Last fall, we here at San Francisco Opera were struck by how many connections existed between sights in our beloved Bay Area and the operas presented in our fall season. This inspired us to think about where the characters in our three summer operas – The Tales of Hoffmann, Cosi fan Tutte, and The Gospel of Mary Magdalene – might sightsee while they spent their time in the Bay. Where would E.T.A. Hoffmann go to drink his troubles away? In what seaside community would Mary of Magdala (a fishing town on the Sea of Galilee) feel most at home? And where would Cosi's Ferrando and Guglielmo get their infamous beard disguises groomed?
Posted: 05/13/2013 by
San Francisco Opera
Drew Farley, Assistant Technical Director for the SF Opera Production Department, had not seen The Tales of Hoffmann before he started to work on drawings and planning for the production, but after he researched the themes and the story, he understood and appreciated the inspiration for the production’s design coming from Belgian painter Leon Spilliaert.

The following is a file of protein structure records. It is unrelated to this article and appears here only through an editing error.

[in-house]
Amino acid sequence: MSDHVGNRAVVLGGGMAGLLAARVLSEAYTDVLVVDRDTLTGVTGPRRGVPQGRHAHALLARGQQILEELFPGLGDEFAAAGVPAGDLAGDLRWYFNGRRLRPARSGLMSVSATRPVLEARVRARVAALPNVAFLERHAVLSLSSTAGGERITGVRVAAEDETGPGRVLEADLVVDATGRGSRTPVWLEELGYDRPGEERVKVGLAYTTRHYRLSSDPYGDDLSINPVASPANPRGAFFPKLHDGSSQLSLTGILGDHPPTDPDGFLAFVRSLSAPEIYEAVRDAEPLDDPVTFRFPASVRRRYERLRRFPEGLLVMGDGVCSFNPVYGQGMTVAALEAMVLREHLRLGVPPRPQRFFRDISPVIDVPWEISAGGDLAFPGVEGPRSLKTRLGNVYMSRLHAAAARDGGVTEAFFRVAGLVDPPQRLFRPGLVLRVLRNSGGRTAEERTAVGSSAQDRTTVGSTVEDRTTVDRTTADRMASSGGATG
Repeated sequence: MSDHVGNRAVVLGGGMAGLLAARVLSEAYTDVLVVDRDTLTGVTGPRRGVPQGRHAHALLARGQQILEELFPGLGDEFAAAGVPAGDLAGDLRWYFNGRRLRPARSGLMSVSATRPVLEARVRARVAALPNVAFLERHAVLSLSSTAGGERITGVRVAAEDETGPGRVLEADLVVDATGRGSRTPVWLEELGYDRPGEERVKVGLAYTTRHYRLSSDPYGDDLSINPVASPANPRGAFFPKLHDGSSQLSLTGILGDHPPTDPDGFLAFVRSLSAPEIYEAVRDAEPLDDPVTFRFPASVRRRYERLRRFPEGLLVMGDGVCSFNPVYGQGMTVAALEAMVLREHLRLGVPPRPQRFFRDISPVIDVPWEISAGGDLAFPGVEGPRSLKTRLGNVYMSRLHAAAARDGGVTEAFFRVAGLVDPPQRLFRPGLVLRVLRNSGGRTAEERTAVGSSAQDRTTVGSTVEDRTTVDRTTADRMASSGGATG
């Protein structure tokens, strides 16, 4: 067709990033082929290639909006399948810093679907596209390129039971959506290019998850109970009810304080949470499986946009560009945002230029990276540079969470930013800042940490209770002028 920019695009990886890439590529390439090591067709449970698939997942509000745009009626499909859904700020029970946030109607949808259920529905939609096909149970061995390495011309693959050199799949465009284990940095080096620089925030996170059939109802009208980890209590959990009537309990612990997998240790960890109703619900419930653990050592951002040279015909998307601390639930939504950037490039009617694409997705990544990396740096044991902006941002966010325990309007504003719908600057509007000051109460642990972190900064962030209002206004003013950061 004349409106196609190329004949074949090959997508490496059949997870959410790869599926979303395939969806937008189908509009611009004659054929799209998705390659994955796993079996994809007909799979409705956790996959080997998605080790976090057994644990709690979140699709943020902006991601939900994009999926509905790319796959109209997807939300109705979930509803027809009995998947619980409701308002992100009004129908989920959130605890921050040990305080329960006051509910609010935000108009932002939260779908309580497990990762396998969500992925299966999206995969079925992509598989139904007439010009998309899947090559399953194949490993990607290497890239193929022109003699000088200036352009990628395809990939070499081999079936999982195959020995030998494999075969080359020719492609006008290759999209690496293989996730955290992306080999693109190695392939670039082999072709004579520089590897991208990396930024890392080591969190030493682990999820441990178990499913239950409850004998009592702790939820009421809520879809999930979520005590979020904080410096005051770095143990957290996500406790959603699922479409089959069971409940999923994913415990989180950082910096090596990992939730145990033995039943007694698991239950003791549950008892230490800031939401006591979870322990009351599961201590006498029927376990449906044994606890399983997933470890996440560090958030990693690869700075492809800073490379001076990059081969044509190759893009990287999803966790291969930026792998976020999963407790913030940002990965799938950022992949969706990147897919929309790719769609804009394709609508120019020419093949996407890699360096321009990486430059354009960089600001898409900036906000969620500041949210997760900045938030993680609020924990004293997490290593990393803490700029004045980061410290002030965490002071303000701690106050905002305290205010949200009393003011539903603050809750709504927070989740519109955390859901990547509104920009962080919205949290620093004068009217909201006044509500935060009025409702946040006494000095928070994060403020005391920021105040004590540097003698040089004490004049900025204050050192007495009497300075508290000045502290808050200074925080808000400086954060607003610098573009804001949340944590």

Posted: 05/07/2013 by
Drew Farley (Assistant Technical Director)
is a mezzo-soprano in her first year of the Adler Fellowship at San Francisco Opera. Originally from Washington, New Jersey, Erin studied music and religious studies at Cairn University in Langhorne, Pennsylvania and completed her Master in Music at Rice University in Houston, Texas. She was a participant in the Santa Fe Opera Apprentice Program in 2009 prior to her participation in the Merola Opera Program in 2012. She made her San Francisco Opera debut in the role of Mrs. Medlock in the world-premiere production of Nolan Gasser's The Secret Garden
this past spring. She will be featured on the War Memorial Opera House stage this coming summer in the world-premiere of Mark Adamo's The Gospel of Mary Magdalene
. Erin is the next of our talented young artists to be featured this week on Backstage at San Francisco Opera
Posted: 05/02/2013 by
San Francisco Opera
The wise, knowing half smile on the enigmatic woman's face and the silvery sheen of her cloak have made many viewers assume that this is the work of a very modern painter. Surprise! This image of Mary Magdalene ̶ one which embodies such an air of mystery ̶ was painted in the year 1540 by Giovanni Solvoldo.
Posted: 05/01/2013 by
On a research trip to Amsterdam, Mary Magdalene scholar Kayleen Asbo, visited the Rijksmuseum, a national museum dedicated to the arts and history of the Netherlands. While there she stopped for a look at Jan Van Scorel's 16th century depiction of Mary Magdalene and sent us this summary.
Posted: 04/23/2013 by